Ayman Ragab Taher, Al-Qaht (The Drought), Cairo: Kayan Publishing House, 2019, pp321
Awarded the State Incentive Award in 2016, this novel is set during the Fatimid era, during the seven-year reign of Al-Mustansir Billah, the eighth Fatimid caliph, when drought caused widespread hardship and horror.
Um Al-Hassan is carefully cooking small amounts of food and watches her ten-year-old son Hassan walking out of the bathroom, warning him against using too much water, while she awaits her husband Maymoun’s return from his paper store. When she realises he won’t be coming for lunch she decides to send him his food with Hassan. Their Coptic neighbours next door are preparing for their daughter’s wedding as Um Beshir informs her, with her worry over the disappearance of her son Beshir in Alexandria showing on her face. Starvation begins to spread.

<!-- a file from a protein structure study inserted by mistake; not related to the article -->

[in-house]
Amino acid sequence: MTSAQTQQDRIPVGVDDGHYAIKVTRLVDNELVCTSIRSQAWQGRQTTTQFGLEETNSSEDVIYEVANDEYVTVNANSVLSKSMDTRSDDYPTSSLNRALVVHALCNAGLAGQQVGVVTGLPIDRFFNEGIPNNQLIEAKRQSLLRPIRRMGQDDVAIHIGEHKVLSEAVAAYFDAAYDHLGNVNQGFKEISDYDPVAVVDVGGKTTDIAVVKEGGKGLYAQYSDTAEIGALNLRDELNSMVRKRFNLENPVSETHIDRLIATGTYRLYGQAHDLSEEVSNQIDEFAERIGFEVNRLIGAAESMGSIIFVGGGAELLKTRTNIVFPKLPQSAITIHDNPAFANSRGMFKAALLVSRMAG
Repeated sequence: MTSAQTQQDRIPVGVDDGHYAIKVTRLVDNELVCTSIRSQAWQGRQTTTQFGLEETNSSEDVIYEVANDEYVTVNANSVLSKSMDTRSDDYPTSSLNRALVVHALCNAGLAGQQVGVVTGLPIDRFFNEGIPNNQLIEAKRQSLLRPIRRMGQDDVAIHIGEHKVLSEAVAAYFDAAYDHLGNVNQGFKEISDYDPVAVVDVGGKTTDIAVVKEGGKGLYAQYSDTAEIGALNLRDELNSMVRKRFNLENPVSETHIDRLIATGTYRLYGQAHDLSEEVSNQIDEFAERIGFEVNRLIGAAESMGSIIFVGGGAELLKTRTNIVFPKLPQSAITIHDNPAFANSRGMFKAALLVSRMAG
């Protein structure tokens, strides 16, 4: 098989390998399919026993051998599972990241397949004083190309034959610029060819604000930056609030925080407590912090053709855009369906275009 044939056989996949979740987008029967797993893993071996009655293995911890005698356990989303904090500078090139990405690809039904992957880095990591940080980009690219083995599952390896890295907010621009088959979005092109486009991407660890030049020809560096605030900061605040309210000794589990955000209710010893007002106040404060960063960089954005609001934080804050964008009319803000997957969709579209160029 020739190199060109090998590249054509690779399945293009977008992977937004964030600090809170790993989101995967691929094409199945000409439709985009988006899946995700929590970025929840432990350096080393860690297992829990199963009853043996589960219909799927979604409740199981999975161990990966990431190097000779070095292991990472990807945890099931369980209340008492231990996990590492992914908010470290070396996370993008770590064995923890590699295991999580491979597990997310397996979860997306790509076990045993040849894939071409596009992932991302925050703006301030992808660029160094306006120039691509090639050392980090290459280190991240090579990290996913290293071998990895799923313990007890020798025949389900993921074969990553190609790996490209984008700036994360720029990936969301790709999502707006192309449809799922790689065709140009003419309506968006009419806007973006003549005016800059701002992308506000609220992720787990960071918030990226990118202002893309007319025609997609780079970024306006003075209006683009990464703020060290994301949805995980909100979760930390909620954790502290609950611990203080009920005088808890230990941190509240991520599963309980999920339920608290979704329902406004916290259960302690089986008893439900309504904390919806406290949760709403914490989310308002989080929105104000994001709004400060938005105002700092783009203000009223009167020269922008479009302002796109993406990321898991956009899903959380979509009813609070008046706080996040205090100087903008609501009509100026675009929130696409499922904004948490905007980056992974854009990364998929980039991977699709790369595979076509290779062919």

The streets smell unbearable due to dead bodies, the plague hits, and bread is more expensive than gold. When a once rich woman decides to open her box of jewellery and sell one of her gold necklaces, nobody wants to buy it. It takes her a long time to obtain 1000 dinars for it, with which she manages to buy some flour, most of which is snatched away from her on her way home. Soon after she shows up outside the caliph’s residence with a lump of bread which she waves about, saying it cost her 1000 dinars.